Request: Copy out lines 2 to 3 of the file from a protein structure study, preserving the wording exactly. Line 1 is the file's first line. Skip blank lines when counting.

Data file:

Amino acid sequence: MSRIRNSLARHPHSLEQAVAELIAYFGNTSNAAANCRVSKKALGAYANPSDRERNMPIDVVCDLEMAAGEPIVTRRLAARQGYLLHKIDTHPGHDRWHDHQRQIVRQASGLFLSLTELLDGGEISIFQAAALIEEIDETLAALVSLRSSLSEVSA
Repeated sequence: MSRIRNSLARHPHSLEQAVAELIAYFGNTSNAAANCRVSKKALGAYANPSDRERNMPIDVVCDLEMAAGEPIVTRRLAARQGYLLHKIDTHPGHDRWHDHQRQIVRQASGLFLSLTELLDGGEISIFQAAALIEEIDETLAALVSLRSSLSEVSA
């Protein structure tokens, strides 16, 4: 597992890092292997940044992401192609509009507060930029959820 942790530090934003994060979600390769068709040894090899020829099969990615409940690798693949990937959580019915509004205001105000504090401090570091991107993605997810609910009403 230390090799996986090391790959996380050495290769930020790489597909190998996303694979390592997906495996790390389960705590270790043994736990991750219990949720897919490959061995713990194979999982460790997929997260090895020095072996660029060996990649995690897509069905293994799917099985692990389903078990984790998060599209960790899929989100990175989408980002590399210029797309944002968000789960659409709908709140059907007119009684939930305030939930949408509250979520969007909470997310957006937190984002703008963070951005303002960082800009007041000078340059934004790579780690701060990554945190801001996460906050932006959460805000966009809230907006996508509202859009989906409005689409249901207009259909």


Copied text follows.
Repeated sequence: MSRIRNSLARHPHSLEQAVAELIAYFGNTSNAAANCRVSKKALGAYANPSDRERNMPIDVVCDLEMAAGEPIVTRRLAARQGYLLHKIDTHPGHDRWHDHQRQIVRQASGLFLSLTELLDGGEISIFQAAALIEEIDETLAALVSLRSSLSEVSA
């Protein structure tokens, strides 16, 4: 597992890092292997940044992401192609509009507060930029959820 942790530090934003994060979600390769068709040894090899020829099969990615409940690798693949990937959580019915509004205001105000504090401090570091991107993605997810609910009403 230390090799996986090391790959996380050495290769930020790489597909190998996303694979390592997906495996790390389960705590270790043994736990991750219990949720897919490959061995713990194979999982460790997929997260090895020095072996660029060996990649995690897509069905293994799917099985692990389903078990984790998060599209960790899929989100990175989408980002590399210029797309944002968000789960659409709908709140059907007119009684939930305030939930949408509250979520969007909470997310957006937190984002703008963070951005303002960082800009007041000078340059934004790579780690701060990554945190801001996460906050932006959460805000966009809230907006996508509202859009989906409005689409249901207009259909």